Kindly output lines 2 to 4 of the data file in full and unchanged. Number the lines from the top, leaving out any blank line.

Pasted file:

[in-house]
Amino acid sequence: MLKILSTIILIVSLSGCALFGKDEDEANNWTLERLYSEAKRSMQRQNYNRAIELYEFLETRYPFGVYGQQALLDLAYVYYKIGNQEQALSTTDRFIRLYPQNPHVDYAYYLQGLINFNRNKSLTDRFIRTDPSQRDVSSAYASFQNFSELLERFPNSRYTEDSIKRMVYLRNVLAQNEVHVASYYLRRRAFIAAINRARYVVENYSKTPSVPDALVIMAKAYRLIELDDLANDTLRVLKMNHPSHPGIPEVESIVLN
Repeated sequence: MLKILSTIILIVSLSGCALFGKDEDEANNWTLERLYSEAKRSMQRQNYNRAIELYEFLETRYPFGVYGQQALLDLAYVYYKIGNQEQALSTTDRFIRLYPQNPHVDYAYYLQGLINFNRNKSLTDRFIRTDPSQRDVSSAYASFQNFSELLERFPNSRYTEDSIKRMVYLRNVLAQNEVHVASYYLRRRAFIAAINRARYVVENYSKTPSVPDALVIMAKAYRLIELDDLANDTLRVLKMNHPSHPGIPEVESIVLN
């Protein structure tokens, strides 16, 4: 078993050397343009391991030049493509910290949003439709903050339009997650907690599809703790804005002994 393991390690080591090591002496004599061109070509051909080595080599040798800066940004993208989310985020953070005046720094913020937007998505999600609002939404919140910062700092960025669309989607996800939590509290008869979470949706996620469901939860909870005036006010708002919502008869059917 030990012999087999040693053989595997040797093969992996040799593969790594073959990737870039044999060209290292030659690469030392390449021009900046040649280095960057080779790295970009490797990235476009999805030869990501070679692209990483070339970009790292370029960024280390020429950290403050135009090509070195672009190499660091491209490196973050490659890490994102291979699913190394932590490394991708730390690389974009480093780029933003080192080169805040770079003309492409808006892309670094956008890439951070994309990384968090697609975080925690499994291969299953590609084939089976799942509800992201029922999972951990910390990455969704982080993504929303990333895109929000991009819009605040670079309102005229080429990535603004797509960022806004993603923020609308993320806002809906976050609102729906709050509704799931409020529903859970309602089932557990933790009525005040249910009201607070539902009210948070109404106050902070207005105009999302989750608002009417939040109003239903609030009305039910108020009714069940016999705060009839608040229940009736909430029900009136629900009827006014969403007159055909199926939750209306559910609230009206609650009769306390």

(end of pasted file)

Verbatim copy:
Amino acid sequence: MLKILSTIILIVSLSGCALFGKDEDEANNWTLERLYSEAKRSMQRQNYNRAIELYEFLETRYPFGVYGQQALLDLAYVYYKIGNQEQALSTTDRFIRLYPQNPHVDYAYYLQGLINFNRNKSLTDRFIRTDPSQRDVSSAYASFQNFSELLERFPNSRYTEDSIKRMVYLRNVLAQNEVHVASYYLRRRAFIAAINRARYVVENYSKTPSVPDALVIMAKAYRLIELDDLANDTLRVLKMNHPSHPGIPEVESIVLN
Repeated sequence: MLKILSTIILIVSLSGCALFGKDEDEANNWTLERLYSEAKRSMQRQNYNRAIELYEFLETRYPFGVYGQQALLDLAYVYYKIGNQEQALSTTDRFIRLYPQNPHVDYAYYLQGLINFNRNKSLTDRFIRTDPSQRDVSSAYASFQNFSELLERFPNSRYTEDSIKRMVYLRNVLAQNEVHVASYYLRRRAFIAAINRARYVVENYSKTPSVPDALVIMAKAYRLIELDDLANDTLRVLKMNHPSHPGIPEVESIVLN
């Protein structure tokens, strides 16, 4: 078993050397343009391991030049493509910290949003439709903050339009997650907690599809703790804005002994 393991390690080591090591002496004599061109070509051909080595080599040798800066940004993208989310985020953070005046720094913020937007998505999600609002939404919140910062700092960025669309989607996800939590509290008869979470949706996620469901939860909870005036006010708002919502008869059917 030990012999087999040693053989595997040797093969992996040799593969790594073959990737870039044999060209290292030659690469030392390449021009900046040649280095960057080779790295970009490797990235476009999805030869990501070679692209990483070339970009790292370029960024280390020429950290403050135009090509070195672009190499660091491209490196973050490659890490994102291979699913190394932590490394991708730390690389974009480093780029933003080192080169805040770079003309492409808006892309670094956008890439951070994309990384968090697609975080925690499994291969299953590609084939089976799942509800992201029922999972951990910390990455969704982080993504929303990333895109929000991009819009605040670079309102005229080429990535603004797509960022806004993603923020609308993320806002809906976050609102729906709050509704799931409020529903859970309602089932557990933790009525005040249910009201607070539902009210948070109404106050902070207005105009999302989750608002009417939040109003239903609030009305039910108020009714069940016999705060009839608040229940009736909430029900009136629900009827006014969403007159055909199926939750209306559910609230009206609650009769306390």